Today in History
Today is Wednesday, March 7, the 66th day of 2018. There are 299 days left in the year.
Today’s Highlight in History:
On March 7, 1965, a march by civil rights demonstrators was violently broken up at the Edmund Pettus Bridge in Selma, Alabama, by state troopers and a sheriff’s posse in what came to be known as “Bloody Sunday.”
On this date:
In 1530, Pope Clement VII threatened to excommunicate England’s King Henry VIII if he went through with plans to marry Anne Boleyn, who became Henry’s second wife after Catherine of Aragon. (The pope made good on his excommunication threat in 1533.)
In 1793, during the French Revolutionary Wars, France declared war on Spain.
In 1850, in a three-hour speech to the U.S. Senate, Daniel Webster of Massachusetts endorsed the Compromise of 1850 as a means of preserving the Union.
In 1918, Japanese corporation Panasonic had its beginnings as Konosuke Matsushita (maht-soosh-tah) founded Matsushita Electric Housewares Manufacturing Works in Osaka. The musical comedy “Oh, Look!” featuring the song “I’m Always Chasing Rainbows” opened on Broadway.
In 1926, the first successful trans-Atlantic radio-telephone conversations took place between New York and London.
In 1936, Adolf Hitler ordered his troops to march into the Rhineland, thereby breaking the Treaty of Versailles (vehr-SY’) and the Locarno Pact.
In 1945, during World War II, U.S. forces crossed the Rhine at Remagen, Germany, using the damaged but still usable Ludendorff Bridge.
In 1955, the first TV production of the musical “Peter Pan” starring Mary Martin aired on NBC.
In 1967, the musical “You’re a Good Man, Charlie Brown,” based on the “Peanuts” comic strips by Charles M. Schulz, opened in New York’s Greenwich Village, beginning an off-Broadway run of 1,597 performances.
In 1975, the U.S. Senate revised its filibuster rule, allowing 60 senators to limit debate in most cases, instead of the previously required two-thirds of senators present.
In 1981, anti-government guerrillas in Colombia executed kidnapped American Bible translator Chester Bitterman, whom they accused of being a CIA agent.
In 1994, the U.S. Supreme Court unanimously ruled that a parody that pokes fun at an original work can be considered “fair use.” (The ruling concerned a parody of the Roy Orbison song “Oh, Pretty Woman” by the rap group 2 Live Crew.)
Ten years ago: On the heels of a gloomy report that 63,000 jobs were lost in February 2008, President George W. Bush said “it’s clear our economy has slowed” as he tried to reassure an anxious public that the long-term outlook was good. Pulitzer Prize-winning author Samantha Power, who was acting as an adviser to Barack Obama, resigned after calling rival Hillary Rodham Clinton “a monster.” Leon Greenman, the only Englishman sent to the Auschwitz concentration camp, died in London at age 97.
Five years ago: The U.N. Security Council voted unanimously for tough new sanctions to punish North Korea for its latest nuclear test; a furious Pyongyang threatened a nuclear strike against the United States. The Senate confirmed John Brennan to be CIA director, 63-34, after the Obama administration bowed to demands from Republicans blocking the nomination and stated explicitly there were limits to the president’s power to use drones against U.S. terror suspects on American soil. Sybil Christopher, 83, the wife Richard Burton left in 1963 to marry Elizabeth Taylor, and who became a theater producer and nightclub founder, died in New York.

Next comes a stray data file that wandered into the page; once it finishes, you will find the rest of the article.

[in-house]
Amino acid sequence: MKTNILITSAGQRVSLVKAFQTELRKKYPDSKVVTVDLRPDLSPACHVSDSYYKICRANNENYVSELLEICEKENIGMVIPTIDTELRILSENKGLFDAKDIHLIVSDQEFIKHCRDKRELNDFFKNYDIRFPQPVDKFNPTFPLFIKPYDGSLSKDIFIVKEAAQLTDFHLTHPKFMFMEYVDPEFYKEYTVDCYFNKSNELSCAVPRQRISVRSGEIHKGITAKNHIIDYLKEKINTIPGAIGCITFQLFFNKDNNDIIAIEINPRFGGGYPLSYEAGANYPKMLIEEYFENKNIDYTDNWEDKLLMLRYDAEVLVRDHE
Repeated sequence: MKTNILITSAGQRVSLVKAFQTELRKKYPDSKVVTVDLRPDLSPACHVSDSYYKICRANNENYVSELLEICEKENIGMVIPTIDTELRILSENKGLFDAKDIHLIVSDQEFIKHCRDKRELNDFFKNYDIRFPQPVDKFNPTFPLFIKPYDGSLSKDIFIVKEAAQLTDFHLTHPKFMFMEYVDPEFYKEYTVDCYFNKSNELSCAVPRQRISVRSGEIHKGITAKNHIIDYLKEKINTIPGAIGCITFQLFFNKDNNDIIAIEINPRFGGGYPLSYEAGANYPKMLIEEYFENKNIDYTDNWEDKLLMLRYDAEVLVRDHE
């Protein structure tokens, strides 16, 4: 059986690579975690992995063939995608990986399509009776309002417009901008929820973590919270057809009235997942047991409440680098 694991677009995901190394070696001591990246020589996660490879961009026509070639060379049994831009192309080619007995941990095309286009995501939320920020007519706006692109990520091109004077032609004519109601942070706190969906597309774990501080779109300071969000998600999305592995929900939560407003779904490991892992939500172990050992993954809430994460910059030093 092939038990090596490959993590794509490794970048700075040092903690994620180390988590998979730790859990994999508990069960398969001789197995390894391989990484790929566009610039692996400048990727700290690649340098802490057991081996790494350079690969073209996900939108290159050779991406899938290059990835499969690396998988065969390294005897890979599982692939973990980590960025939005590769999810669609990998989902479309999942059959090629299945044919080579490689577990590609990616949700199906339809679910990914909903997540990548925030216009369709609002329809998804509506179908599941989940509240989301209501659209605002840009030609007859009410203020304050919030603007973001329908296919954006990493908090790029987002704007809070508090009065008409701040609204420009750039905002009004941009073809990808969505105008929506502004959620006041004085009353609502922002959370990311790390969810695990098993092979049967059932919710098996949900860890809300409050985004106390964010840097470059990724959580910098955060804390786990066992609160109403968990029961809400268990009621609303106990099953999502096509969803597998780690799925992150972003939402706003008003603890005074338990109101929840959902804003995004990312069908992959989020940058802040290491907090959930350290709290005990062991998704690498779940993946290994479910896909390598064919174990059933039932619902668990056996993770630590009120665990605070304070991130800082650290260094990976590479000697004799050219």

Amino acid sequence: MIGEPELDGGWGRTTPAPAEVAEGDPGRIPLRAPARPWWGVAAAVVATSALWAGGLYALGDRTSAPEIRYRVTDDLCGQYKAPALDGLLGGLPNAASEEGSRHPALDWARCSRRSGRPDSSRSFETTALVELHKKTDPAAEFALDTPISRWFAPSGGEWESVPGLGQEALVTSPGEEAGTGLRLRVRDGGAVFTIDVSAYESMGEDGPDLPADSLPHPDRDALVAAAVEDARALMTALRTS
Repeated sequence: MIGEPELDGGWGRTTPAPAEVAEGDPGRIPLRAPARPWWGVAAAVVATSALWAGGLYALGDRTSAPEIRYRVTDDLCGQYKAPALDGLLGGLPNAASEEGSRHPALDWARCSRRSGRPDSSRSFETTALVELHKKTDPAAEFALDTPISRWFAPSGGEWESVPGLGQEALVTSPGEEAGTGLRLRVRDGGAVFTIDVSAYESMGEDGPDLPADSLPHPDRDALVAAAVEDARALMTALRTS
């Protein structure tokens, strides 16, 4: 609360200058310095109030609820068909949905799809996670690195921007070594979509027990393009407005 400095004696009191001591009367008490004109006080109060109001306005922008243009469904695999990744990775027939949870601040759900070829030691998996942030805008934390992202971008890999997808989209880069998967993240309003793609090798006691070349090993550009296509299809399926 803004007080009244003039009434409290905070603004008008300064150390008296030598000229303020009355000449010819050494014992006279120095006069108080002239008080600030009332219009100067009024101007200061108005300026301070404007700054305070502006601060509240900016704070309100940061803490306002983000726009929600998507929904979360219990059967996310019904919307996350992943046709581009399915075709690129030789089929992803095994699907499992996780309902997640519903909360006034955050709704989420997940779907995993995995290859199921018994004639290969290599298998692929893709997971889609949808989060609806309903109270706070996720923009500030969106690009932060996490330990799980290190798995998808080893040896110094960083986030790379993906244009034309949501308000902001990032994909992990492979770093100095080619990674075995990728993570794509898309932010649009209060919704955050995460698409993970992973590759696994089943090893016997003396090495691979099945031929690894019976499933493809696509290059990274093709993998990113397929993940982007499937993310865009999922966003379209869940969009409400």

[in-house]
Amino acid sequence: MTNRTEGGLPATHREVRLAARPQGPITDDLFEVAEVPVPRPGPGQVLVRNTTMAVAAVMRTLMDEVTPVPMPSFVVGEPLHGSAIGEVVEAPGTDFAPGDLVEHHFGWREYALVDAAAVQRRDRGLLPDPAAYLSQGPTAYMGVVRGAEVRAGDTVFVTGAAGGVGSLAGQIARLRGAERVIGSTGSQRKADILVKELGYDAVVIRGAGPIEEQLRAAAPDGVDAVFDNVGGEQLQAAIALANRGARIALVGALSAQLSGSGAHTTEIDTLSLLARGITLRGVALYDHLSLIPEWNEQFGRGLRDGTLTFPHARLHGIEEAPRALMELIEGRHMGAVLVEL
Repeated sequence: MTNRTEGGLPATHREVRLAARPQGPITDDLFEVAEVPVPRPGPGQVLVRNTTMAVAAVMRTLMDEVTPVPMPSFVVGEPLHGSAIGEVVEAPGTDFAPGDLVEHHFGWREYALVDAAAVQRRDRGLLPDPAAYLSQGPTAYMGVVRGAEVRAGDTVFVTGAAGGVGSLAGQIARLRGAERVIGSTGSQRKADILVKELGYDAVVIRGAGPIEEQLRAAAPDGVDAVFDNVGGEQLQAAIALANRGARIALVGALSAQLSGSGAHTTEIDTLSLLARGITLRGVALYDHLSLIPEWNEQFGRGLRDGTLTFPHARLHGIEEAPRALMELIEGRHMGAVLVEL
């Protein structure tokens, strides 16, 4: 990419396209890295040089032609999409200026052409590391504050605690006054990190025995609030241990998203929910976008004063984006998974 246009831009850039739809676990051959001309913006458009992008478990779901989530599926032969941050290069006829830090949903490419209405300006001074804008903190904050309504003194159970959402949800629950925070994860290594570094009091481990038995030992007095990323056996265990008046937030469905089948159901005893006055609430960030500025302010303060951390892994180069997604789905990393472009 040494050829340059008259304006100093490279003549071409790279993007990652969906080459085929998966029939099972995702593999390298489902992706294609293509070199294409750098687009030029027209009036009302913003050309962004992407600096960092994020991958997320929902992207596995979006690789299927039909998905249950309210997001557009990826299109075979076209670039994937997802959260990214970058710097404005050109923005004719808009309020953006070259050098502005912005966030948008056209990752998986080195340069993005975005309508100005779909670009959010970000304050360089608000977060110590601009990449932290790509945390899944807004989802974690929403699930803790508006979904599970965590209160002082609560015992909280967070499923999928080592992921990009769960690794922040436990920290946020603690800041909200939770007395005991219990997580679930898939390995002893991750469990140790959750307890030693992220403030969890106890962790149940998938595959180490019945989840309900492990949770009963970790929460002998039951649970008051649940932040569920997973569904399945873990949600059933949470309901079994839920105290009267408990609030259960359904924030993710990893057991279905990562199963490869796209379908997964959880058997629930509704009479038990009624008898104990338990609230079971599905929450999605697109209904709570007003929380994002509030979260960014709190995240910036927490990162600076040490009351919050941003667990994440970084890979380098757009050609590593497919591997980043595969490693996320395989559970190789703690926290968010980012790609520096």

One year ago: WikiLeaks published thousands of documents described as secret files about CIA hacking tools the government employed to break into users’ computers, mobile phones and even smart TVs from companies like Apple, Google, Microsoft and Samsung. The Commerce Department reported the U.S. trade deficit jumped in January 2017 by 9.6 percent to $48.5 billion, the highest level in nearly five years as a flood of mobile phones and other consumer products widened America’s trade gap with China. A freight train smashed into a charter bus at a rail crossing in Biloxi, Mississippi, leaving four people dead.
Today’s Birthdays: TV personality Willard Scott is 84. International Motorsports Hall of Famer Janet Guthrie is 80. Actor Daniel J. Travanti is 78. Entertainment executive Michael Eisner is 76. Rock musician Chris White (The Zombies) is 75. Rock singer Peter Wolf is 72. Rock musician Matthew Fisher (Procol Harum) is 72. Pro Football Hall of Famer Franco Harris is 68. Pro and College Football Hall of Famer Lynn Swann is 66. Rhythm-and-blues singer-musician Ernie Isley (The Isley Brothers) is 66. Rock musician Kenny Aronoff (BoDeans, John Mellencamp) is 65. Actor Bryan Cranston is 62. Actress Donna Murphy is 59. Actor Nick Searcy is 59. Golfer Tom Lehman is 59. International Tennis Hall of Famer Ivan Lendl is 58. Actress Mary Beth Evans is 57. Singer-actress Taylor Dayne is 56. Actor Bill Brochtrup is 55. Author E.L. James is 55. Author Bret Easton Ellis is 54. Opera singer Denyce Graves is 54. Comedian Wanda Sykes is 54. Actor Jonathan Del Arco is 52. Rock musician Randy Guss (Toad the Wet Sprocket) is 51. Actress Rachel Weisz (wys) is 48. Actor Peter Sarsgaard is 47. Actor Jay Duplass is 45. Classical singer Sebastien Izambard (Il Divo) is 45. Rock singer Hugo Ferreira (Tantric) is 44. Actress Jenna Fischer is 44. Actor Tobias Menzies is 44. Actress Sarayu Rao is 43. Actress Audrey Marie Anderson is 43. Actor TJ Thyne is 43. Bluegrass singer-musician Frank Solivan is 41. Actress Laura Prepon is 38. Actress Bel Powley is 26. Actress Giselle Eisenberg (TV: “Life in Pieces”) is 11.
Thought for Today: “Caveat actor.” (Let the doer beware.) — Latin proverb.
(Above Advance for Use Wednesday, March 7)
Copyright 2018, The Associated Press. All rights reserved.